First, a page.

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Fri, Aug. 23

Column: MLB All-Star Game not perfect, but far from bad

In this photo taken July 10, 2012 photo, country singer Luke Bryan is projected on the scoreboard as the sings the national anthem before the MLB All-Star baseball game in Kansas City, Mo. (AP Photo/Charlie Riedel)

In this photo taken July 10, 2012 photo, country singer Luke Bryan is projected on the scoreboard as the sings the national anthem before the MLB All-Star baseball game in Kansas City, Mo. (AP Photo/Charlie Riedel)

The 2012 MLB All-Star Game has come and gone, but criticism of the game's unique twist lives on: The outcome determines which league receives home field advantage in the World Series.

Commissioner Bud Selig initiated the "make the game count" concept in response to the 2002 11-inning tie in his hometown of Milwaukee. The pained look on the Commish's face when the respective managers informed him - in front of millions of TV fans - they had run out of pitchers is etched in the memory of every baseball fan old enough to vote. Embarrassed - and determined not to let a similar situation occur in the future - Selig proposed the current format which was agreed to by the players' union. Although there are issues associated with the All-Star Game that warrant debate, this isn't one of them.

Prior to 2003, home field for the World Series was alternated between the leagues. That approach was supposed to be "fair" to both leagues, but in reality wasn't necessarily fair to the team with the best record. In other major league team sports, the team with the highest winning percentage earns home field advantage throughout the playoffs. The Super Bowl is usually played at a neutral site, but in both the NBA and NHL the team with the best record gets home court/ice. Why should that be any different in MLB?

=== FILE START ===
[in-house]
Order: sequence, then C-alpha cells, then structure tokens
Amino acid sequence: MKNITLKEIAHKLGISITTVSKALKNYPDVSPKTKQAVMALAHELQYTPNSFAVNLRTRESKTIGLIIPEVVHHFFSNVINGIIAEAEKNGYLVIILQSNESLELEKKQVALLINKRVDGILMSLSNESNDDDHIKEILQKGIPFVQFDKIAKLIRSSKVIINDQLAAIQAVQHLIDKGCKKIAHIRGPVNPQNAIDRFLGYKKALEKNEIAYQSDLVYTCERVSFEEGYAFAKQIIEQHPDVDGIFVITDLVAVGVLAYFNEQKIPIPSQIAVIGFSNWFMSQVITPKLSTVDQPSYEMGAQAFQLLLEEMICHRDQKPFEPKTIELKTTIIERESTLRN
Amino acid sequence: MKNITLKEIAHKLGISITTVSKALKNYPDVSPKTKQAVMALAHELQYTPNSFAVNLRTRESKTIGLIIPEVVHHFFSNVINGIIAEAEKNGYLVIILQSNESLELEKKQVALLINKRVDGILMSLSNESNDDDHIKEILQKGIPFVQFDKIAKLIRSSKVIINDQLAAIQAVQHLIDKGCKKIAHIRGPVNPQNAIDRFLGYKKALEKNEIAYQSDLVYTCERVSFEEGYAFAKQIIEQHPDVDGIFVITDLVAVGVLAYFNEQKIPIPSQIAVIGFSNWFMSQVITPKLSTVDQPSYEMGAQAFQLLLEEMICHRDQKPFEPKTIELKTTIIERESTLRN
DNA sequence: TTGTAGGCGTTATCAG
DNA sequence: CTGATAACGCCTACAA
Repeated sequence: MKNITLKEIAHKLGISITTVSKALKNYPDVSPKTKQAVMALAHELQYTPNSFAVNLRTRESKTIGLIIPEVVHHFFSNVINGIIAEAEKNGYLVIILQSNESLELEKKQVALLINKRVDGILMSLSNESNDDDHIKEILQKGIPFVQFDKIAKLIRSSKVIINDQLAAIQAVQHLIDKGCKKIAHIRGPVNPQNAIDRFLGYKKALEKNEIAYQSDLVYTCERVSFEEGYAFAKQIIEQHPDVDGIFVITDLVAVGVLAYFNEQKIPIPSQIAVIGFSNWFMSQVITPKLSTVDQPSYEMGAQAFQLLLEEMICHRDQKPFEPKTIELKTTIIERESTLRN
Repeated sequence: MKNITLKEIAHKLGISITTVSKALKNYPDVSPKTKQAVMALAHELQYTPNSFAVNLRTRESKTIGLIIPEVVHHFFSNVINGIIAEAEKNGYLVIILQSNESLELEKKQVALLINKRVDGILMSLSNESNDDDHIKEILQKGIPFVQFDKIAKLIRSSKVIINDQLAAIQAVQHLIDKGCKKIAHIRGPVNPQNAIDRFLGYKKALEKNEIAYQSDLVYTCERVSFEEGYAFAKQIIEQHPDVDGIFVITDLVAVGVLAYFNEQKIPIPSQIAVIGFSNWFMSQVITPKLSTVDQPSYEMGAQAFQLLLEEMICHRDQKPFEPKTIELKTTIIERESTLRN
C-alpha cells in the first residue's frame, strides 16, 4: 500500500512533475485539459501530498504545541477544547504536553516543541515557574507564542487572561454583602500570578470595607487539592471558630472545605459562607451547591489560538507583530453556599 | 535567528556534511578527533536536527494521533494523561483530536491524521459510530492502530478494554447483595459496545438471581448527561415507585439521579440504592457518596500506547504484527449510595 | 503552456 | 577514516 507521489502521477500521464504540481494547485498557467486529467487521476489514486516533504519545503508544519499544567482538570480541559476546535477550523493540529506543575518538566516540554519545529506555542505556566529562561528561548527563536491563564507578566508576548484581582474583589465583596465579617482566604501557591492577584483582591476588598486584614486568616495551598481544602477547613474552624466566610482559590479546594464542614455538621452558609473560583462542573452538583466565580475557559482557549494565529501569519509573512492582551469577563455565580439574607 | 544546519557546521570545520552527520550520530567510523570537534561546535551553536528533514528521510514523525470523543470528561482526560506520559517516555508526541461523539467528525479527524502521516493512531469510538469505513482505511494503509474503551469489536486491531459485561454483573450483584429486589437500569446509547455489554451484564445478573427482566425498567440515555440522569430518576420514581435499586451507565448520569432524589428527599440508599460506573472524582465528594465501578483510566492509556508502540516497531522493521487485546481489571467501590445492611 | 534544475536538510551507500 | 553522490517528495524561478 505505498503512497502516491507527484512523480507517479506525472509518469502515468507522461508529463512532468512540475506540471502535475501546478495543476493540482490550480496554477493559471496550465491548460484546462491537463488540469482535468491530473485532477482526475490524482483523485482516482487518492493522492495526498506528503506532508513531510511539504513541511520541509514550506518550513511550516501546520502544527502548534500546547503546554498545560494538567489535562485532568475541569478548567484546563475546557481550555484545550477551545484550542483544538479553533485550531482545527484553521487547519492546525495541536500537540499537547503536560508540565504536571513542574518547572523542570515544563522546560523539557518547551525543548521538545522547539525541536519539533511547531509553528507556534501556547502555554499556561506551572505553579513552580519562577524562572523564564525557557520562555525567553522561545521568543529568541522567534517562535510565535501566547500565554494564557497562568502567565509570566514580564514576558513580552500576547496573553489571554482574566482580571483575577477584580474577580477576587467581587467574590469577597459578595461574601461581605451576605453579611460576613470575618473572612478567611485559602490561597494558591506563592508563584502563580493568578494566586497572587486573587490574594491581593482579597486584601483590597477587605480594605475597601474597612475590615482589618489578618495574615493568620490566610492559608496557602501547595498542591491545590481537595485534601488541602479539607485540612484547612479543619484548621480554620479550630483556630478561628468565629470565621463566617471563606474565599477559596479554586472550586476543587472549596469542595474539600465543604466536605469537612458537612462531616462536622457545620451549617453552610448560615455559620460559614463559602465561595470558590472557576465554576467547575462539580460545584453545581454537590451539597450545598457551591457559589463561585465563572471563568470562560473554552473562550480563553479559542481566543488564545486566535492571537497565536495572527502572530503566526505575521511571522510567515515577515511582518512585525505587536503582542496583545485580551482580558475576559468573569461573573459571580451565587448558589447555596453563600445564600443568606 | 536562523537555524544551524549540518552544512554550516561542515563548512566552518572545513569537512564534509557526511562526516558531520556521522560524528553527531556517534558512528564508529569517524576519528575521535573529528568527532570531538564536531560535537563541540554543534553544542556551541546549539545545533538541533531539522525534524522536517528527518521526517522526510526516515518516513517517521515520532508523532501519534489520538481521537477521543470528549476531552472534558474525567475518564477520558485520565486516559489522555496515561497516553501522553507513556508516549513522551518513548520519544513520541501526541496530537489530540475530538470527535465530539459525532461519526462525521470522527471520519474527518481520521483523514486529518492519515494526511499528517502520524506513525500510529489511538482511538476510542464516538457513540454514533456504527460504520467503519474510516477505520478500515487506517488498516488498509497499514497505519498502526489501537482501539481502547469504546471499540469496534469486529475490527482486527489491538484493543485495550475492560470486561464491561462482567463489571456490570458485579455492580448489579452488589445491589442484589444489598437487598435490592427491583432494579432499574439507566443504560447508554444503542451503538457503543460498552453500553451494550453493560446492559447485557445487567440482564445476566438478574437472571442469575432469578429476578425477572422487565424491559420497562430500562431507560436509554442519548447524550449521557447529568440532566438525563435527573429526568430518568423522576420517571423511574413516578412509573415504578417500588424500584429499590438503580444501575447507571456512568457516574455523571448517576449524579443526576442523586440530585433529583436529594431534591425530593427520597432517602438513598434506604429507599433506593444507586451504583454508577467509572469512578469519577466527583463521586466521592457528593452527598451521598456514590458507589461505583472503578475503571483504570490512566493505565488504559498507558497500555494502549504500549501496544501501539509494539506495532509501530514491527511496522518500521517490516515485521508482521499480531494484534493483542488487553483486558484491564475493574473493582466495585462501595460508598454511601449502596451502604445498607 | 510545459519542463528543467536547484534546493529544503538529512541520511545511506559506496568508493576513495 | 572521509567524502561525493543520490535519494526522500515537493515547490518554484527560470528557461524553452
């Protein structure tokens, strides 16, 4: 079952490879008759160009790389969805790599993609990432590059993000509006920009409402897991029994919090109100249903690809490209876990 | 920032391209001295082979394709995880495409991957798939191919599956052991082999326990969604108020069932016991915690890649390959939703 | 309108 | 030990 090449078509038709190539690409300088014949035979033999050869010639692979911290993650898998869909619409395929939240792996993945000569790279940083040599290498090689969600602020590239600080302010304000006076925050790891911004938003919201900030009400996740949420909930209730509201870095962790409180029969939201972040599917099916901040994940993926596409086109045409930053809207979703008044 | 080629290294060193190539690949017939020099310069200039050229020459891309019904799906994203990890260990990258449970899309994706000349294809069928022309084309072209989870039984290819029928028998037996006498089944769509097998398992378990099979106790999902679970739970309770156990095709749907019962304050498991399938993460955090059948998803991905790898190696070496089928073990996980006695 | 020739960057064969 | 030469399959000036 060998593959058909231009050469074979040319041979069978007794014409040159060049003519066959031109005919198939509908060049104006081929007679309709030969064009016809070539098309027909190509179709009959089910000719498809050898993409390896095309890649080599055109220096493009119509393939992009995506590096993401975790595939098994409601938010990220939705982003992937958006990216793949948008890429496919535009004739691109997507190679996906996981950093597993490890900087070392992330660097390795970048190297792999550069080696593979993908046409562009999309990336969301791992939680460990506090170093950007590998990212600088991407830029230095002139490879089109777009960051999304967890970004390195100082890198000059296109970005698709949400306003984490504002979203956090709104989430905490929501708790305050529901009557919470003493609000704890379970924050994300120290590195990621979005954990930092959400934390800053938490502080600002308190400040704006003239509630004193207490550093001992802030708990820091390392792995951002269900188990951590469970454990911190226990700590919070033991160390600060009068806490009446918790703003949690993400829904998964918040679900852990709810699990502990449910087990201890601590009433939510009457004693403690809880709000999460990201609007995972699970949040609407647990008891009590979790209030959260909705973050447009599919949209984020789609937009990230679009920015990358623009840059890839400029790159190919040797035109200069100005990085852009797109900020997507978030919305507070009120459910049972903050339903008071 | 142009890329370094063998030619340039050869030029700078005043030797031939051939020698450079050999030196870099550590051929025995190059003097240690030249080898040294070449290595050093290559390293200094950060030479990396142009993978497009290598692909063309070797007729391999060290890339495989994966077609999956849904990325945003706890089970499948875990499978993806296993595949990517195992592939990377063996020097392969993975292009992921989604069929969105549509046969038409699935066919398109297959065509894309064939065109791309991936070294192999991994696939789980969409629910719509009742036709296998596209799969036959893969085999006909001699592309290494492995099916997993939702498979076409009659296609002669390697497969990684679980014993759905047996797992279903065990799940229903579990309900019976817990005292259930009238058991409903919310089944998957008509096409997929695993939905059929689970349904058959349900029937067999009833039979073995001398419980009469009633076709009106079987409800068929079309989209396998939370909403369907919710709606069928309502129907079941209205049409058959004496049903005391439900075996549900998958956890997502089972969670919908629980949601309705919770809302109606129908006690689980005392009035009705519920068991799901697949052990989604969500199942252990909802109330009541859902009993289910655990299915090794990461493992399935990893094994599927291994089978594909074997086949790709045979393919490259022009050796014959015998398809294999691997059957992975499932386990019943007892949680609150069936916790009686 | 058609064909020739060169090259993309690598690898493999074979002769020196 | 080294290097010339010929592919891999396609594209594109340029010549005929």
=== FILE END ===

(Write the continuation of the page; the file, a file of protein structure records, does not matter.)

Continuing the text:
While baseball is played outdoors and the other two sports play their games indoors, that shouldn't matter. If a rainout occurs in baseball, there is unlikely to be a conflict with a team's ballpark for the next day, unlike the situation which occurred at the Staples Center in Los Angeles this year when the NBA's Lakers and Clippers and the NHL's Kings all made the playoffs. During one stretch, the arena juggled six contests over a four day period.

If critics want to find fault with the All-Star Game, they don't have far to look. Start with the fact that voting for the All-Star Game representatives is a farce. Fans vote for the starters, which is nothing more than a popularity contest. It's not about which players are having the best season, but which ones are fan favorites. Teams urge their fans to vote for their own players, and ballot stuffing is a time-honored tradition. The rest of the team, save the 33rd player, is selected by the players, coaches and managers. Those selections are rife with favoritism. And the last player on each team is selected via online voting. That makes sense how?

Players have also been known to fake an injury and blow off an All-Star appearance, preferring to spend the mid-season break at a posh resort. The ultimate absurdity is MLB's rule that every team must be represented in the game, even if there are more deserving players on other teams.

No selection format is perfect. Politics and favoritism will always be present, regardless of the selection process. But when the best players in each league aren't in uniform for the mid-summer classic, it creates a bigger credibility issue than Selig's "now it counts" mantra.

Much has been made of the fact that TV ratings for the All-Star Game have plummeted in recent years. But that isn't a function of the new gimmick. TV ratings were trending downward prior to the fiasco in Milwaukee. Among the reasons are the myriad opportunities fans have to watch teams in both leagues today and the fact that interleague play has taken the mystique out of separate leagues.

If critics of the All-Star Game want something to complain about, they need look no further than this year's game. Justin Verlander, the AL's starting pitcher, gave up five runs in the first inning, essentially rendering the game's outcome - and home field for the World Series - moot. He later admitted to trying to impress the fans with his velocity, consistently lighting up the radar gun at 100 mph, rather than concentrating on getting outs. Wonder if his manager, the old-school Jim Leland, might question his pitcher's approach if the Tigers make the World Series?

Selig's great experiment to infuse more meaning into the game and increase viewership may not have been successful, but give the commissioner an "A" for effort. While he may not have made the situation better, he certainly hasn't made it any worse.

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